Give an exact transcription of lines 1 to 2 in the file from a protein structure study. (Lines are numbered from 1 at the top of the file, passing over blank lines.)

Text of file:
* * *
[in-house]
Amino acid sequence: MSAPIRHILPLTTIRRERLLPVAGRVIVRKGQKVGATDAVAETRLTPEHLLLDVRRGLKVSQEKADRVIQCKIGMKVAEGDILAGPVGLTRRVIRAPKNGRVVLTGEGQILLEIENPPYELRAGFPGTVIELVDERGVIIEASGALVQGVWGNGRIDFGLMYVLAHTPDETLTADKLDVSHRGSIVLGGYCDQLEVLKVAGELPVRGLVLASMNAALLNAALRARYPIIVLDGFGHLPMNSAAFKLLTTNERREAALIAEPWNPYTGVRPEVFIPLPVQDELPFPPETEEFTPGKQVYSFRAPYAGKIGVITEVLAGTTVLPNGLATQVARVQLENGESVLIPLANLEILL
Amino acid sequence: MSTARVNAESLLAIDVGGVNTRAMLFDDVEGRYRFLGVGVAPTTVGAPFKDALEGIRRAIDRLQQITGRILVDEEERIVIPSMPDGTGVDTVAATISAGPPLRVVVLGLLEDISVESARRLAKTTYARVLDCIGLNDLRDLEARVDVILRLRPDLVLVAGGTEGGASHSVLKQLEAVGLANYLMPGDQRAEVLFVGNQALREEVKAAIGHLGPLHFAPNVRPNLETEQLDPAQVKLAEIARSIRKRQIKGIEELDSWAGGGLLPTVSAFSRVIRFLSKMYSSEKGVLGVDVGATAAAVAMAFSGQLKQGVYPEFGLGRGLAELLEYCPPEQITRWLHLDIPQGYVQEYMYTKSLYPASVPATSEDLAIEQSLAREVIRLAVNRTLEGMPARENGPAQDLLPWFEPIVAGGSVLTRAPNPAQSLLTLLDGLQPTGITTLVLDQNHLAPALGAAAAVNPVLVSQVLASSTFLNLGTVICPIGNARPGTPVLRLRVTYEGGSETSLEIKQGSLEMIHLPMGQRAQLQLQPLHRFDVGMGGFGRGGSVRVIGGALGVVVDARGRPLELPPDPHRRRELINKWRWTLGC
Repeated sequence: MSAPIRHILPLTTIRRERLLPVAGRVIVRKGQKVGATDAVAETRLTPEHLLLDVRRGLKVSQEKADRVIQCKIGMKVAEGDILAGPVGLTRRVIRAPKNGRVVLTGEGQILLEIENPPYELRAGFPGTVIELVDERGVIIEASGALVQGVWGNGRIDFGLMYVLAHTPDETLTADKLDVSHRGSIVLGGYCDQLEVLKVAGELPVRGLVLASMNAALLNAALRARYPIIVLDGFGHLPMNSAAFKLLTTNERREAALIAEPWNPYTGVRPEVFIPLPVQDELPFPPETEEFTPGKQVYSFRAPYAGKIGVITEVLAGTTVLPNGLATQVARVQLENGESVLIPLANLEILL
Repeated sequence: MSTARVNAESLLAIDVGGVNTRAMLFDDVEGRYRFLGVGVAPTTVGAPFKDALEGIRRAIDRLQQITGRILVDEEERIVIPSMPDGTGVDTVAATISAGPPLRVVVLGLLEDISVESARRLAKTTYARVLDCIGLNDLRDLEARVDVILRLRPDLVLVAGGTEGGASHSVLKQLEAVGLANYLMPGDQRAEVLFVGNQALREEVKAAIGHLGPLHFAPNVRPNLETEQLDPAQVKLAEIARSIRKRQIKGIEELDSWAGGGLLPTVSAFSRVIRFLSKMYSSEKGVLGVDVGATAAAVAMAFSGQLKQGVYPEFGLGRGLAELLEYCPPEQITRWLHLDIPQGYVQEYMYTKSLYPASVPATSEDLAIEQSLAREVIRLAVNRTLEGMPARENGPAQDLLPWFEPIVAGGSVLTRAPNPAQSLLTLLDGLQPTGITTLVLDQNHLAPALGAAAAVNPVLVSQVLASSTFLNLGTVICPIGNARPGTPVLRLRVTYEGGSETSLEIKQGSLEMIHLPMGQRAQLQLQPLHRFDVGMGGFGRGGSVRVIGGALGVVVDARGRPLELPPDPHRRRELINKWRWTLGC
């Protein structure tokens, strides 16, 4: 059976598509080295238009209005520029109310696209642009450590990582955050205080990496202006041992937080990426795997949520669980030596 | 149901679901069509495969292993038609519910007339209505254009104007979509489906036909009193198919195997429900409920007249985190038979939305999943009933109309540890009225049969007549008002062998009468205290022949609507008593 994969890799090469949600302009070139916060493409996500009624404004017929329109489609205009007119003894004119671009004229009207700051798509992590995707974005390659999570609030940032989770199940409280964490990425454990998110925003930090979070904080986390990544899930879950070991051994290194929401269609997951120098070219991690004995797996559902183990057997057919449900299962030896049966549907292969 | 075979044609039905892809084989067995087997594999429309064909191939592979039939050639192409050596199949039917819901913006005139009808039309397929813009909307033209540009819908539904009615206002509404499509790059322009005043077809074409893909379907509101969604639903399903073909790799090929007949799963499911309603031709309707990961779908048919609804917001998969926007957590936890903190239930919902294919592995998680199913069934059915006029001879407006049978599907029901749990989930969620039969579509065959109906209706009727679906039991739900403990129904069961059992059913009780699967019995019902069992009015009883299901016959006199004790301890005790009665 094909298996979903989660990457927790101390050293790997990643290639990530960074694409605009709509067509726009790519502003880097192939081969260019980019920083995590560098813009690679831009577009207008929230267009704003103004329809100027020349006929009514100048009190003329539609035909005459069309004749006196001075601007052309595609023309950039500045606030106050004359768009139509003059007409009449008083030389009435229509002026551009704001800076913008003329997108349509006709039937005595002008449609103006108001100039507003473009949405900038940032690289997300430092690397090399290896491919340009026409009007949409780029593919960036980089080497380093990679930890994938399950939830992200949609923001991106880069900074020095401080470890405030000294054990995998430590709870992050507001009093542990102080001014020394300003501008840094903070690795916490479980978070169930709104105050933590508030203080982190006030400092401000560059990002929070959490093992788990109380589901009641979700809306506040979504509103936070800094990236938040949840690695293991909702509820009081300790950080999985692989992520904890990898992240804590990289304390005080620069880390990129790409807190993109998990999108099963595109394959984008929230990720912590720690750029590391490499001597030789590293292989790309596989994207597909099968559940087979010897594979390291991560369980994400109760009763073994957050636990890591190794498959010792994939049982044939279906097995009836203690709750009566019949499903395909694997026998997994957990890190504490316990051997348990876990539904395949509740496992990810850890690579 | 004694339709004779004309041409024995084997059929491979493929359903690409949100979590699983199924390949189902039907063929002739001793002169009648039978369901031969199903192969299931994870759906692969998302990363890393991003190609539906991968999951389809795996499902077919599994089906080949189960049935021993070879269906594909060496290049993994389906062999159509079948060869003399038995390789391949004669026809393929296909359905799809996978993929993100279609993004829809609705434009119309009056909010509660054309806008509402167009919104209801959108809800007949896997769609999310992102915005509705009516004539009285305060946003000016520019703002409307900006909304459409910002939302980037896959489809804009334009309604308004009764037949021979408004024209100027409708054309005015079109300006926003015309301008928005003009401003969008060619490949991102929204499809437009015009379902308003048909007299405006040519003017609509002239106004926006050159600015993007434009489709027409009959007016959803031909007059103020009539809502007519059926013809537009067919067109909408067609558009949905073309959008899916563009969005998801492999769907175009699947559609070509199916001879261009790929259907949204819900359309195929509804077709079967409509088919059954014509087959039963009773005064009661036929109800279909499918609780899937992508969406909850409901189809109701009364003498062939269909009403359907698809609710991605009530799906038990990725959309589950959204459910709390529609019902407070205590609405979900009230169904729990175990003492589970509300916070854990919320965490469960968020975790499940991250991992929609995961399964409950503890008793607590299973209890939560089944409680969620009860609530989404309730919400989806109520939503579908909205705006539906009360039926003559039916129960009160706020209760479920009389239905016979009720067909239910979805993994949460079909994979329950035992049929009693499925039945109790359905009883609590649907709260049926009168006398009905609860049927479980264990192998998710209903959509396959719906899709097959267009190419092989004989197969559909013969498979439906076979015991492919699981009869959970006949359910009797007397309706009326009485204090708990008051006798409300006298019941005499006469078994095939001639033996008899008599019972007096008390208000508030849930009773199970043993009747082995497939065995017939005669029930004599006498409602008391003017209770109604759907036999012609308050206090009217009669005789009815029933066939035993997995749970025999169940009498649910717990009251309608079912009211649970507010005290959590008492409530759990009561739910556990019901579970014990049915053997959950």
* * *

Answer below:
[in-house]
Amino acid sequence: MSAPIRHILPLTTIRRERLLPVAGRVIVRKGQKVGATDAVAETRLTPEHLLLDVRRGLKVSQEKADRVIQCKIGMKVAEGDILAGPVGLTRRVIRAPKNGRVVLTGEGQILLEIENPPYELRAGFPGTVIELVDERGVIIEASGALVQGVWGNGRIDFGLMYVLAHTPDETLTADKLDVSHRGSIVLGGYCDQLEVLKVAGELPVRGLVLASMNAALLNAALRARYPIIVLDGFGHLPMNSAAFKLLTTNERREAALIAEPWNPYTGVRPEVFIPLPVQDELPFPPETEEFTPGKQVYSFRAPYAGKIGVITEVLAGTTVLPNGLATQVARVQLENGESVLIPLANLEILL